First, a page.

For each work center/crew combo, there is an employee assigned to each work station. These employees are also shuffled around all the time.

The rotation is the “current schedule”, and refers to how long crews are on day shift then night shift. This is the schedule change that typically happens twice a year and causes all kinds of problems that I referred to above.

Work weeks are how I can tell what days each work center is working in a given week. For instance, our most common schedule is 6 weeks of day shift followed by 3 weeks of night shift. So I can calculate a number based on the week of the year and the crew and use that to check each day whether they’re working or not. The actual work week table has true/false fields for each day of the week, I just left them off the diagram to conserve space.

Each work center can have it’s own rotation. Line 3 might be on 2 weeks days 2 weeks nights while the rest of the lines are on the 6/3 rotation. This further confuses the crew assignments because a 2/2 rotation would have 4 crews while the 6/3 rotation would have 3. There are also rotations with only 2 crews. This makes me thing that maybe crew should be a child of work center even though when I try to visualize how the application works seems like a lot of duplication.

I’ve also considered making a Department has a Crew has a Work Center (with a many-to-many Crew<>WC relation). This seems like it would allow me to get rid of the work assignment table, but I’m not sure I understand that correctly and I’m worried it won’t work. I think I would need a one-to-many relationship between crew and work center and have to duplicate work centers for it to actually be correct.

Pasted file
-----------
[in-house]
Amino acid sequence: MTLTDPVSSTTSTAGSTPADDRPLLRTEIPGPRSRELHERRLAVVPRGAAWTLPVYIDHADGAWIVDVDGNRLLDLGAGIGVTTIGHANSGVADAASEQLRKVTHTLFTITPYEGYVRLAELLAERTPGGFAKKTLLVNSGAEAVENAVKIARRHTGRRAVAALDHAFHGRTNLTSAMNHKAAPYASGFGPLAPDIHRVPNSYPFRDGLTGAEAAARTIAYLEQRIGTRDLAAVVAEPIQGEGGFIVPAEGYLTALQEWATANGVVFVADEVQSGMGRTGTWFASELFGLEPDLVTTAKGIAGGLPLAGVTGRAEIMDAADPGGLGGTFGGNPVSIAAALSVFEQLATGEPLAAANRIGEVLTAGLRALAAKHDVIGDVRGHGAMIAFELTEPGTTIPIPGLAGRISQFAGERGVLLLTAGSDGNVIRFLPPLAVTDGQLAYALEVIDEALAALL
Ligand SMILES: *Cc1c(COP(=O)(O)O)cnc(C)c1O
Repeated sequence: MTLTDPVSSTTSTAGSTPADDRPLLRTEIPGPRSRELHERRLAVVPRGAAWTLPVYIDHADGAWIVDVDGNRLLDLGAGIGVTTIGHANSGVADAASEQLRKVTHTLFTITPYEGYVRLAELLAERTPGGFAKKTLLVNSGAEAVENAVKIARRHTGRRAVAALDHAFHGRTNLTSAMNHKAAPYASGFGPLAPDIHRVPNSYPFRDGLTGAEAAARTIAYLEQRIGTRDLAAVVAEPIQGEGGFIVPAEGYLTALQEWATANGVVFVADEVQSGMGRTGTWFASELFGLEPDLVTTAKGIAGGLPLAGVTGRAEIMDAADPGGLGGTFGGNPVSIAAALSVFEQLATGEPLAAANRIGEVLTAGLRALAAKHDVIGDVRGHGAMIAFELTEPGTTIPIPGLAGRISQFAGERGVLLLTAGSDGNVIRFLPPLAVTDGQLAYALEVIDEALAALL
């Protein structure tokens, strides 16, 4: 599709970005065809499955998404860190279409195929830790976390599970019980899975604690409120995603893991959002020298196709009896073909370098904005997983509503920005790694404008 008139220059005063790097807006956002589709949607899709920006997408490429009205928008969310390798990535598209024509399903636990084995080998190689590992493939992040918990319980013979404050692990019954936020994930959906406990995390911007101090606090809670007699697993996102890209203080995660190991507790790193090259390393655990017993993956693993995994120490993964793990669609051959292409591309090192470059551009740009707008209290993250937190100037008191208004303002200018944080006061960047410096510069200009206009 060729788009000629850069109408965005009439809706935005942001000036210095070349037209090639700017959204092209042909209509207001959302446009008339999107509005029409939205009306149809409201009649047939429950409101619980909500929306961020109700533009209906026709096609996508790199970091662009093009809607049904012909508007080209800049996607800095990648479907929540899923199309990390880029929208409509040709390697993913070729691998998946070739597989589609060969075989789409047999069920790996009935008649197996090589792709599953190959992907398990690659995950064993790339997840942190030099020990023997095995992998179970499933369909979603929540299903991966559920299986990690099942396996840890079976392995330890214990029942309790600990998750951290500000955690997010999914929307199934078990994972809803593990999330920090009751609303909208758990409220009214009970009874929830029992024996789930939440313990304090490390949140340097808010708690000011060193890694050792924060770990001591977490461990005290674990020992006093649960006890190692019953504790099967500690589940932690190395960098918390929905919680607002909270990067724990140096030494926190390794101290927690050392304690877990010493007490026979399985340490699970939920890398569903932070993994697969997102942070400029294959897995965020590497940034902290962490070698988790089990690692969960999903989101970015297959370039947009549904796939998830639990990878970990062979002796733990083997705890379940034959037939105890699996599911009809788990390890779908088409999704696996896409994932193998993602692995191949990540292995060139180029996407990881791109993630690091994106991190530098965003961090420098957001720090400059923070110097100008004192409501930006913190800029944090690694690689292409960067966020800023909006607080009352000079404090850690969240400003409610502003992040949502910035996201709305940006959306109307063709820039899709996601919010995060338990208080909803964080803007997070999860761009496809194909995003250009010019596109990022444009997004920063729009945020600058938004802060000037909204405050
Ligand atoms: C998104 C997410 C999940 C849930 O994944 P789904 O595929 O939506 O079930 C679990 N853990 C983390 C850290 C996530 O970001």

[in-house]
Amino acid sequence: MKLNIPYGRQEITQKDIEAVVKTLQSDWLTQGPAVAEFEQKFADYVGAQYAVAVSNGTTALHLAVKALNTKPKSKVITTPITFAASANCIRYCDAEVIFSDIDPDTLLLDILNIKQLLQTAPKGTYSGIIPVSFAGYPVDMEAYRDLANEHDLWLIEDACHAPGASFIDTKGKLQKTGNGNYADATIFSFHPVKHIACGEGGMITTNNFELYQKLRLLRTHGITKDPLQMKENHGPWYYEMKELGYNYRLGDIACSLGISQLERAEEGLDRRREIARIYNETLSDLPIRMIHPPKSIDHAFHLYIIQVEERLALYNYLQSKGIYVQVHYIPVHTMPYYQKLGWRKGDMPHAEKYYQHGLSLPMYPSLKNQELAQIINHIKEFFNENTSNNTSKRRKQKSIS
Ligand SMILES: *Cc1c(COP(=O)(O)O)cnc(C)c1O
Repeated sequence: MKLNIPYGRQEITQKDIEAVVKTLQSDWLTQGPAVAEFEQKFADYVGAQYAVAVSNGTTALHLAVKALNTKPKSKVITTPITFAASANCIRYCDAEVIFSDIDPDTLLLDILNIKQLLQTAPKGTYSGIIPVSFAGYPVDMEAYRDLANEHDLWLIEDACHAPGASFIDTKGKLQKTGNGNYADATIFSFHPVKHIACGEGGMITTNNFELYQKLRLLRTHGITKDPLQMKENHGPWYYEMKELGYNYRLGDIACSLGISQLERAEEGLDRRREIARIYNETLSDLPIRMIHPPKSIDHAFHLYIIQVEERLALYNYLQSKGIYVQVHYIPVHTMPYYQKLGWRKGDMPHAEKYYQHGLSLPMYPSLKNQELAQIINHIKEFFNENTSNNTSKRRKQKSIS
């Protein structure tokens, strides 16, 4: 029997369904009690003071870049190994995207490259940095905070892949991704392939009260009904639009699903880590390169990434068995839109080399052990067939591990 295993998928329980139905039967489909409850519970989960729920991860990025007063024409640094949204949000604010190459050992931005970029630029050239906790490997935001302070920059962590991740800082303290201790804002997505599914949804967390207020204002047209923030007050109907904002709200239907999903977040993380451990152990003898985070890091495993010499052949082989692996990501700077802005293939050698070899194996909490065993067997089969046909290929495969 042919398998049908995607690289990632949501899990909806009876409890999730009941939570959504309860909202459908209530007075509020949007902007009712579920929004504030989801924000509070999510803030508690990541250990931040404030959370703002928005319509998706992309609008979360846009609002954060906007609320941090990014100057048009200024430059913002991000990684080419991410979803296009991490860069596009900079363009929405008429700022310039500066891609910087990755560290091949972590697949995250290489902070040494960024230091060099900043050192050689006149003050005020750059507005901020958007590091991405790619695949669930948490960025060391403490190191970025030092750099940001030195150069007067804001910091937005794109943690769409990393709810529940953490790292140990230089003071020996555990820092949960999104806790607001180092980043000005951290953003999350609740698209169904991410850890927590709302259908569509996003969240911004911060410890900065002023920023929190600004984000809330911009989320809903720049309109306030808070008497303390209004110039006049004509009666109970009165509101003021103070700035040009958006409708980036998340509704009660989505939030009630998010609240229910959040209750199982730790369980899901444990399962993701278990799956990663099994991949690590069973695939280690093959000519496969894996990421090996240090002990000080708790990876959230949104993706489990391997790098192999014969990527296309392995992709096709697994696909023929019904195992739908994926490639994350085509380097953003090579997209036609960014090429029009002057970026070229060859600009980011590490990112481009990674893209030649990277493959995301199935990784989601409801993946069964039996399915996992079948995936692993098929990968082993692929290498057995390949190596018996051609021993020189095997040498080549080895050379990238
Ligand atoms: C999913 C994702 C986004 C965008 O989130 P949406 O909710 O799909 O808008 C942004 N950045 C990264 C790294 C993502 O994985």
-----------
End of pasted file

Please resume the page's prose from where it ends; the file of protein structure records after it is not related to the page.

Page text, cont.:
Entity relatinship diagram with Department to Crew to Work Center relationships

Fill Logic

To actually generate the schedule, I am iterating through each level starting with department. I need both the rotation and the Crew to caculate the variable for the working week. Something like:

foreach (department){
    foreach (workcenter in department) {
        foreach(workStation in workCenter) {
            foreach(workAssignment in workStation) {
                foreach (dateInWeek) {
                    if (isWorkingDay(workAssignment.workStation.workCenter.Rotation, Crew) {
                        Create new Schedule(date, workAssignment)
                    }
                }
            }
        }
    }
}

Actually, that can probably be simplified to the following with my current working ER diagram.

foreach(workAssignment) {
    foreach (dateInWeek) {
        if (isWorkingDay(workAssignment.workStation.workCenter.Rotation, Crew) {
            Create new Schedule(date, workAssignment)
        }
    }
}

In any case, the fill logic for my new Schedule table idea is so much simpler than the original that I believe I’m on the right track. I will still have to figure out how to turn the Schedule data into a displayable table, but that seems doable at least.

Conclusion

I spent more than a month working on my original application in my free time. While it works, it’s not as easy to use and update as I need to present to my supervisors. Since I’ve decided to scrap the backend and start over, I’ve decided to get some other opinions from more experienced eyes to help.

I’m open to any suggestions. Hopefully my new ER design is workable, but if not I definitely want to know where I went wrong and how to fix it.

Thank you all and if you made it this far I apologize for making this so long.